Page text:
Background: Several attempts to improve immune function in young children have been made and encouraging results have been collected with pidotimod (PDT), a synthetic dipeptide molecule that seems to have immunomodulatory activity on both innate and adaptive responses. Until now, the effects of PDT on the immune system have only been studied in vivo after long-term administration to evaluate whether its immunomodulatory activity might prevent the development of infections. This study was planned to evaluate the immunomodulatory activity of PDT administered together with standard antibiotic therapy in children hospitalized for community-acquired pneumonia (CAP). Methods: A total of 20 children hospitalized for community-acquired pneumonia (CAP) were randomized at a 1:1 ratio to receive either standard antibiotics plus pidotimod (PDT) or standard antibiotics alone to evaluate the immunomodulatory activity of PDT. Blood samples for the evaluation of immunological parameters were drawn at the time of recruitment (T0) (i.e., before therapy administration), at T3 and T5 (i.e., 3 and 5 days after the initiation of therapy) as well as at T21 (i.e., 7 days after the therapy ended). Results: Following pneumococcal polysaccharide stimulation, the percentage of dendritic cells (DCs) expressing activation and costimulatory molecules was significantly higher in children receiving PDT plus antibiotics than in the controls. A significant increase in tumor necrosis factor-aα and/or interleukin-12 secretion and expression of toll like receptor 2 was observed in PDT-treated children compared with controls; this was followed by an increased release of proinflammatory cytokines by monocytes. In the PDT-treated group, mRNA expression of antimicrobial peptides and genes involved in the inflammatory response were also augmented in comparison with the controls. Conclusions: These results demonstrate, for the first time, that PDT administered together with standard antibiotics is associated with a favorable persistent immunomodulatory effect in children with CAP.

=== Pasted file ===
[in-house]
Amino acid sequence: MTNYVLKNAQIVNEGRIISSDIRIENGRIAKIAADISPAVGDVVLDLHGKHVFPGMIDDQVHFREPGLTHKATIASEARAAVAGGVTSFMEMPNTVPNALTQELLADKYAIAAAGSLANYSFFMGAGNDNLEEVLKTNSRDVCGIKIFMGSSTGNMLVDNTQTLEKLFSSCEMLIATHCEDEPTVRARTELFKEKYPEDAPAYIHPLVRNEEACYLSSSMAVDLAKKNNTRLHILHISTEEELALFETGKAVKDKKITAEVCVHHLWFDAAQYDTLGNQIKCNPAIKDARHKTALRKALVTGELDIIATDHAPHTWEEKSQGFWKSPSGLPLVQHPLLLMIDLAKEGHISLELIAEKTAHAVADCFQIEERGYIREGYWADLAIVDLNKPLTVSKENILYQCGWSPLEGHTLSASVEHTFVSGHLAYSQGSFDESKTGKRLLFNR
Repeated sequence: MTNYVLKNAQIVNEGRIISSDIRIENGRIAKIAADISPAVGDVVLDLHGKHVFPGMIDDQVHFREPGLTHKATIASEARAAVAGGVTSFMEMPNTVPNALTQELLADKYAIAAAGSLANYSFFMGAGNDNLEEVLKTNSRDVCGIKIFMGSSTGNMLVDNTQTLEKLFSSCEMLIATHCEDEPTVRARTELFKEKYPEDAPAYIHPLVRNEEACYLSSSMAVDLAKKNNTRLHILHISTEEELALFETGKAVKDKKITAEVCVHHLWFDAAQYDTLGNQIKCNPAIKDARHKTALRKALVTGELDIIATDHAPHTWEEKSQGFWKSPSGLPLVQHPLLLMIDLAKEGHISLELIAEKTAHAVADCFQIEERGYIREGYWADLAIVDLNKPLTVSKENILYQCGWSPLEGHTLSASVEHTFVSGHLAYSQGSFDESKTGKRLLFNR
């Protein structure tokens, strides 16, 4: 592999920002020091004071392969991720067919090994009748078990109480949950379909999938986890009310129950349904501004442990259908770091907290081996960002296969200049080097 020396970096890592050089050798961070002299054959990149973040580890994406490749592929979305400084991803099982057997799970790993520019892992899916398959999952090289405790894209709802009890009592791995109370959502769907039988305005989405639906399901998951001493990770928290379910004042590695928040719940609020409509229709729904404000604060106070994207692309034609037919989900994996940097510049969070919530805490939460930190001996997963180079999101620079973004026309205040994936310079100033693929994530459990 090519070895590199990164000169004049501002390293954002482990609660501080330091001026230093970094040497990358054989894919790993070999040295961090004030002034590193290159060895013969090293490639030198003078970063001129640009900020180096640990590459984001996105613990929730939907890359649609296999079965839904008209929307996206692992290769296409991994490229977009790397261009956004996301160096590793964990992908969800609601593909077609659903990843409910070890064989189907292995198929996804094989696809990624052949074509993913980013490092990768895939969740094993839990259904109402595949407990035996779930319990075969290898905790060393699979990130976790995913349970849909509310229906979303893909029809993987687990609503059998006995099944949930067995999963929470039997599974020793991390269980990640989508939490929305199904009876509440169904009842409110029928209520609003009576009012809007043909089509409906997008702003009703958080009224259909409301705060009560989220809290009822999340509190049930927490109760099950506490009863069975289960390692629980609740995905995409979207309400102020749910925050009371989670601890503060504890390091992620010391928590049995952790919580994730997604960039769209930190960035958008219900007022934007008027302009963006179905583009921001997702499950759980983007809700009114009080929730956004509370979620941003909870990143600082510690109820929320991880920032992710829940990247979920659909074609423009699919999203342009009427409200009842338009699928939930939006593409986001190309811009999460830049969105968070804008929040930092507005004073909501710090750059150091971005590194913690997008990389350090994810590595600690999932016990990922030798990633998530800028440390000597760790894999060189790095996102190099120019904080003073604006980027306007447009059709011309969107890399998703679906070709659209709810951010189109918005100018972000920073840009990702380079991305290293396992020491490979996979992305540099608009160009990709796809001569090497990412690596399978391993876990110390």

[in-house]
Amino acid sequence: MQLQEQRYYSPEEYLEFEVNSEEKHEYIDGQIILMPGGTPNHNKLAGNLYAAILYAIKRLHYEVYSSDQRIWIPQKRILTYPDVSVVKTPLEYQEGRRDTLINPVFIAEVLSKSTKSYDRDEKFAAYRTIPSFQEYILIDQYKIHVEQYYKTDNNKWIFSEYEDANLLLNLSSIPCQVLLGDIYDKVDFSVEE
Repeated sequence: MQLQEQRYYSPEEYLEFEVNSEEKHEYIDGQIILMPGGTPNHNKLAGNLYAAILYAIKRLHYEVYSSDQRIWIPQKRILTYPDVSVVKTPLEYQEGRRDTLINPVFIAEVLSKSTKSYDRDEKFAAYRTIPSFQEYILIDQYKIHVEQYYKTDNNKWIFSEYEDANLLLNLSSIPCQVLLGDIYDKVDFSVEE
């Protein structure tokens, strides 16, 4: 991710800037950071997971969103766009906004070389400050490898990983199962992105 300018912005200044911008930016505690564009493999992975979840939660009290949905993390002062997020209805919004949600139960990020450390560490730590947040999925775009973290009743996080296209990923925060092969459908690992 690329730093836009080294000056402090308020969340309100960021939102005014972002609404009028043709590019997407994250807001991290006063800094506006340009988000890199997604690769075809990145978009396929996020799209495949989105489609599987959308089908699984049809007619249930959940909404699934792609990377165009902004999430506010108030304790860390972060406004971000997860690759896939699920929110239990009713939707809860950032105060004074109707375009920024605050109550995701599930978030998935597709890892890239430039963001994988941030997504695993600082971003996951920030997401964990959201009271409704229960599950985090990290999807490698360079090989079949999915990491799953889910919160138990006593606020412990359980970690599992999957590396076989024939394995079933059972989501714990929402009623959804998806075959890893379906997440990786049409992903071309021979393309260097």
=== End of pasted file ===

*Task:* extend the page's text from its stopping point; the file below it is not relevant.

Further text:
- Community-acquired pneumonia
- Immunomodulatory activity
- Respiratory tract infection
ASJC Scopus subject areas
- Biochemistry, Genetics and Molecular Biology(all)